Today, it is common to hear Chandler called the best of all the hard-boiled noir writers, and that may be true. He is also sometimes called the best American writer, period. And that may be true too.

(The “Noir Writers” films, all of which show on Friday, June 28, were curated and will be introduced by film noir expert Eddie Muller.)

Dick Powell, a musical star, broke new ground by playing Philip Marlowe in “Murder, My Sweet,” an adaptation of “Farewell, My Lovely.”

11 p.m. (8 p.m.): “Murder, My Sweet” (1944, Edward Dmytryk). With Dick Powell, Claire Trevor and Mike Mazurki. Adapted from Raymond Chandler’s novel “Farewell, My Lovely.”

1 a.m. (10 p.m.): “The Big Sleep” (1946, Howard Hawks). With Humphrey Bogart, Lauren Bacall, Elisha Cook, Jr. and Dorothy Malone.

3 a.m., (12 p.m.): “Strangers on a Train” (1951, Alfred Hitchcock). With Farley Granger and Robert Walker.

Wednesday, June 26

9 a.m. (6 a.m.): “Born to be Bad” (1950, Nicholas Ray). With Joan Fontaine, Robert Ryan and Mel Ferrer. Reviewed on FNB April 9, 2013.

3 p.m. (12 p.m.): “Armored Car Robbery” (1950, Richard Fleischer). With Charles McGraw, Adele Jergens and William Talman. Reviewed on FNB Jan. 28, 2013.

Sterling Hayden, Sam Jaffe and Marilyn Monroe lead “The Asphalt Jungle” cast. John Huston directed this seminal heist film.

6 p.m. (3 p.m.): “The Asphalt Jungle” (1950, John Huston). With Sterling Hayden, Sam Jaffe and Marilyn Monroe.

10:30 p.m. (7:30 p.m.): “Rebecca” (1940, Alfred Hitchcock). With Laurence Olivier, Joan Fontaine, Judith Anderson and George Sanders.

1 a.m. (10 p.m.: “Notorious” (1946, Alfred Hitchcock). With Cary Grant, Ingrid Bergman and Claude Rains.

3 a.m. (12 a.m.): “Casablanca” (1942, Michael Curtiz). With Humphrey Bogart, Ingrid Bergman, Claude Rains, Sydney Greenstreet and Peter Lorre[Read more…]

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Celebrating 50 years of splendid Stones!

Great to be back in the Detroit area!

Friday: Heading to the Rock Hall of Fame in Cleveland to see the Rolling Stones exhibit! http://rockhall.com/exhibits/rolling-stones-50-years-of-satisfaction/

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The Noir File: James M. Cain rings twice

By Film Noir Blonde and Mike Wilmington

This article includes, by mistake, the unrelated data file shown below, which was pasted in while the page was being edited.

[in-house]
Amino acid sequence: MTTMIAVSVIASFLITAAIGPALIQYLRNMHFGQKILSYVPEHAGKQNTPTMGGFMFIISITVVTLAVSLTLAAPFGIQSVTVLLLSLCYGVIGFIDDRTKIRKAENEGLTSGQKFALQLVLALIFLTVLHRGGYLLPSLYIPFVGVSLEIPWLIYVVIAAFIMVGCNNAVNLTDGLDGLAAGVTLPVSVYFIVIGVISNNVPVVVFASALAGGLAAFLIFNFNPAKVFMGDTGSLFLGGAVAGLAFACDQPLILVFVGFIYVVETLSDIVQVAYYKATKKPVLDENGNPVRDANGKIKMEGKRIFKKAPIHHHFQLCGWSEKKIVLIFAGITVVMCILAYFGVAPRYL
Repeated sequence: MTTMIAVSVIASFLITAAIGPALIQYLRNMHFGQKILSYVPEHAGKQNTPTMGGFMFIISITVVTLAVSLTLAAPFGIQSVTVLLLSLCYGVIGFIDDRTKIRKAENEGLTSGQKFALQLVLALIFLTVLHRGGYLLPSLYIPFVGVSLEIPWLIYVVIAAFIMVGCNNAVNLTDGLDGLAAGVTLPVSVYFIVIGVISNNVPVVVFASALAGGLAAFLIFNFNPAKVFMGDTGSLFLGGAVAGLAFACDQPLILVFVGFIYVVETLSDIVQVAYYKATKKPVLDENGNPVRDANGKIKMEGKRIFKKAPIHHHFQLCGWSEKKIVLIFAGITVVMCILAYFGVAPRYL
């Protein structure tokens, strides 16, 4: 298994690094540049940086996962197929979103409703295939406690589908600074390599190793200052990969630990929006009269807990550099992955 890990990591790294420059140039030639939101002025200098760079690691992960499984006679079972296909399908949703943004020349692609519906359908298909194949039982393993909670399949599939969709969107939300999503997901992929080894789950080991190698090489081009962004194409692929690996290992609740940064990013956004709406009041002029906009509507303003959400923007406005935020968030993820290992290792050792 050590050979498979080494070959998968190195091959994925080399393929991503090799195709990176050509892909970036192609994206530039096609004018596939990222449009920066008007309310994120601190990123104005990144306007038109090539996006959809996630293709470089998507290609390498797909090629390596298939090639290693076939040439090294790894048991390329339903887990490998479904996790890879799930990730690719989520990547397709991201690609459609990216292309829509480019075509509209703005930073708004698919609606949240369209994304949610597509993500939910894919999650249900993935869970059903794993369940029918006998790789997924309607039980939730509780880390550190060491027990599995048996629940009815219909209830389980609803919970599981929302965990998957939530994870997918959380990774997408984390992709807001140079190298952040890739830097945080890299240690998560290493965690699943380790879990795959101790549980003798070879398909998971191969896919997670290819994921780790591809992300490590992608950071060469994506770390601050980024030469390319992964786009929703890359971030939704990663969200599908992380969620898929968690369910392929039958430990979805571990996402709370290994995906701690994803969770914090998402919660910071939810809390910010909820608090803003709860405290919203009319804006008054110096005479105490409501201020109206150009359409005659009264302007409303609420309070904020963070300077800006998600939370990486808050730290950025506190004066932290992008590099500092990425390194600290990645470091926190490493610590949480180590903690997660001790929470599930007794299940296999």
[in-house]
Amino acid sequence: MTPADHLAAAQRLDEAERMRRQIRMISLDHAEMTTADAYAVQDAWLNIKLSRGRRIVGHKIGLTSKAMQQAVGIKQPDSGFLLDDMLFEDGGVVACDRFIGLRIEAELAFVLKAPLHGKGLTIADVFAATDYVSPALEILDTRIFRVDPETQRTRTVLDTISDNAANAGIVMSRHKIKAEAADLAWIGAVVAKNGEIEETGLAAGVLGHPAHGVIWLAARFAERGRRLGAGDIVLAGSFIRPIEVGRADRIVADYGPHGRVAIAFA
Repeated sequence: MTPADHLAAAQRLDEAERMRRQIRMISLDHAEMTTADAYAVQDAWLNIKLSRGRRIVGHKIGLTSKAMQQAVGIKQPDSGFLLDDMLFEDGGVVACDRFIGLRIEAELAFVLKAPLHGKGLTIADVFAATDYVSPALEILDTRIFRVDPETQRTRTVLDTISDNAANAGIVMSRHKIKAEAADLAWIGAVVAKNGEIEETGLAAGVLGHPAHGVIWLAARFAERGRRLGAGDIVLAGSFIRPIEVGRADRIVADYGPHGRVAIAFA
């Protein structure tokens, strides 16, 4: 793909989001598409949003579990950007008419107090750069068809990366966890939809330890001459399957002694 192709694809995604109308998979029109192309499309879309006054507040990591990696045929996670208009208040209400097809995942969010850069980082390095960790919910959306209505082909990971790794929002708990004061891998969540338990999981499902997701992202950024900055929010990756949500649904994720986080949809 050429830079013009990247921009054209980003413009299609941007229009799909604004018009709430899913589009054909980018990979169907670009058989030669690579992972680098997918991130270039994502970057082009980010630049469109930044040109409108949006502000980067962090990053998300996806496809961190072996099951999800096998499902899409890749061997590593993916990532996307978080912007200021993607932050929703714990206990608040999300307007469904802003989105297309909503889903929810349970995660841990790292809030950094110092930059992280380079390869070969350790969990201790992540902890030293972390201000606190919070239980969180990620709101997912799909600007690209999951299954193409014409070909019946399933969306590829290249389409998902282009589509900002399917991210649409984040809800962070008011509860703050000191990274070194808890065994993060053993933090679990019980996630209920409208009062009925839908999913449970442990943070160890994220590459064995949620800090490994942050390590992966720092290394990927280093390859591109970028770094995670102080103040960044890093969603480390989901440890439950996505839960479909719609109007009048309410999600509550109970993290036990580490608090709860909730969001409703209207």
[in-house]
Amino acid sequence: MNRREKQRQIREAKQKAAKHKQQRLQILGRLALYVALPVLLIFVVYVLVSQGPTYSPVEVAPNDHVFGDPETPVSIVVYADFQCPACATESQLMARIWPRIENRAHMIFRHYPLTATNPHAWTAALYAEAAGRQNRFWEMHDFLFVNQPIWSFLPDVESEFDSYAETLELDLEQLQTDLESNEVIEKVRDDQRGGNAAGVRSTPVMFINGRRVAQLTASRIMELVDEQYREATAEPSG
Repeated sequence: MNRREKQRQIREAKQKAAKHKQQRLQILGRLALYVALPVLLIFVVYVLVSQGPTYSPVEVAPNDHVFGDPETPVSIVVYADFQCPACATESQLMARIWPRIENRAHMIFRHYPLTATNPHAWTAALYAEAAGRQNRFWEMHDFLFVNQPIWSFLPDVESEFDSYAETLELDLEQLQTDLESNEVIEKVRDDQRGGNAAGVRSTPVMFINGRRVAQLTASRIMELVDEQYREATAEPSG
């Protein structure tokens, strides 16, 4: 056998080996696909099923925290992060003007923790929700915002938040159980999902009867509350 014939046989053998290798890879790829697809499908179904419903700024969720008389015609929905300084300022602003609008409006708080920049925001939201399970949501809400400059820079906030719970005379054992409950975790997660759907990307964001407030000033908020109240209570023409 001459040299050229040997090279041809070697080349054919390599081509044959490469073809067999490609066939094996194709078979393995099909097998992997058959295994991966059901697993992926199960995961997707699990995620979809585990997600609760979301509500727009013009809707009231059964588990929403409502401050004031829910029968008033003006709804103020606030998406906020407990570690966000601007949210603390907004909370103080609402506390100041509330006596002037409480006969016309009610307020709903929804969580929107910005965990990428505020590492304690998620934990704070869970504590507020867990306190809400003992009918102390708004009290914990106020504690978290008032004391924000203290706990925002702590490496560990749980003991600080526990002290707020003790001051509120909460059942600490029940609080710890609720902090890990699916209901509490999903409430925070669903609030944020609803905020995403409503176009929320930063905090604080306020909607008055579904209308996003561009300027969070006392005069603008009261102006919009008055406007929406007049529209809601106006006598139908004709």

The Noir File is FNB’s guide to classic film noir, neo-noir and  pre-noir on Turner Classic Movies (TCM), which broadcasts them uncut and uninterrupted. The times are Eastern Standard and (Pacific Standard).

FRIDAY NOIR WRITERS SERIES:  JONATHAN LATIMER and JAMES M. CAIN

This month, TCM is presenting a series of classic film noirs, with each Friday night devoted to movies based on or written by (or both) one of  six top-notch noir authors.

Barbara Stanwyck and Fred MacMurray star in “Double Indemnity.”

This week’s Friday Spotlight features two noir novelists: James M. Cain and the lesser known Jonathan Latimer, a punchy pulp crime novelist who became one of the most prolific and reliable of all noir screenwriters. Latimer’s novels were notable for both hard-boiled suspense and  sharp humor.

Noir icon Cain was a hard-boiled prose master whose unsentimental stories of perverse sexuality and murder are unsurpassed.  A one-time prospective opera singer, journalist, screenwriter and magazine editor as well as a best-selling novelist, Cain didn’t follow the self-destructive path of some of his noir colleagues, like Goodis and Woolrich. But he had one of the darkest visions, and one of the tightest, hardest-edged word-perfect styles of any of them.

Two of his most famous and influential film noirs are on the schedule tonight: Billy Wilder and co-screenwriter Raymond Chandler’s tense and brilliant 1944 adaptation of  Cain’s thriller “Double Indemnity” and Tay Garnett’s glamorous and gritty 1946 movie of another Cain scorcher, “The Postman Always Rings Twice.”

John Garfield and Lana Turner in “Postman.”

Together, they make  an incredible double bill. And you can stretch it into a Cain triple feature by catching, right after “Postman,“ Anthony Mann’s 1956 “Serenade.“ Though not part of the noir writers series, it‘s  adapted from another Cain novel, directed by noir master Mann, and it boasts an operatic background.

The best American noir novelists were much admired by French critics and intellectuals, none more than Cain, who was one of the favorite writers of the great existential novelist and Nobel Prize winner, Albert Camus.

(The films will be introduced and discussed by film noir expert Eddie Muller.)

8 p.m. (5 p.m.): “Nocturne” (1946, Edwin L. Marin). Cop George Raft investigates night club murder of a songwriter. Standard stuff, well-written by Latimer.

9:45 p.m. (6:45 p.m.): “They Won’t Believe Me” (1947, Irving Pichel). More Latimer: Robert Young plays a rake, guilty of adultery, but innocent of  murder. Susan Hayward, Jane Greer and Rita Johnson co-star.

11:15 p.m. (8:15 p.m.): “Double Indemnity” (1944, Billy Wilder). With Barbara Stanwyck, Fred MacMurray and Edward G. Robinson. Reviewed on FNB, December 30, 2010.

1:15 a.m. (10:15 p.m.): “The Postman Always Rings Twice” (1946, Tay Garnett). With Lana TurnerJohn Garfield and Cecil Kellaway. Reviewed on FNB October 11, 2012.

3:15 a.m. (12: 15 a.m.): “Serenade” (1956, Anthony Mann). Cain was once a singer, with aspirations to opera, and here, one of his novels became a movie vehicle for Mario Lanza – a superb natural tenor, whose own meteoric career and untimely death might make a good film noir. Unusual material for Cain and Mann, but you‘ll want to see it. [Read more…]

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Christian Louboutin shoe exhibition hits Toronto

The exhibition is set to run at the Design Exchange from June 21 to Sept. 15.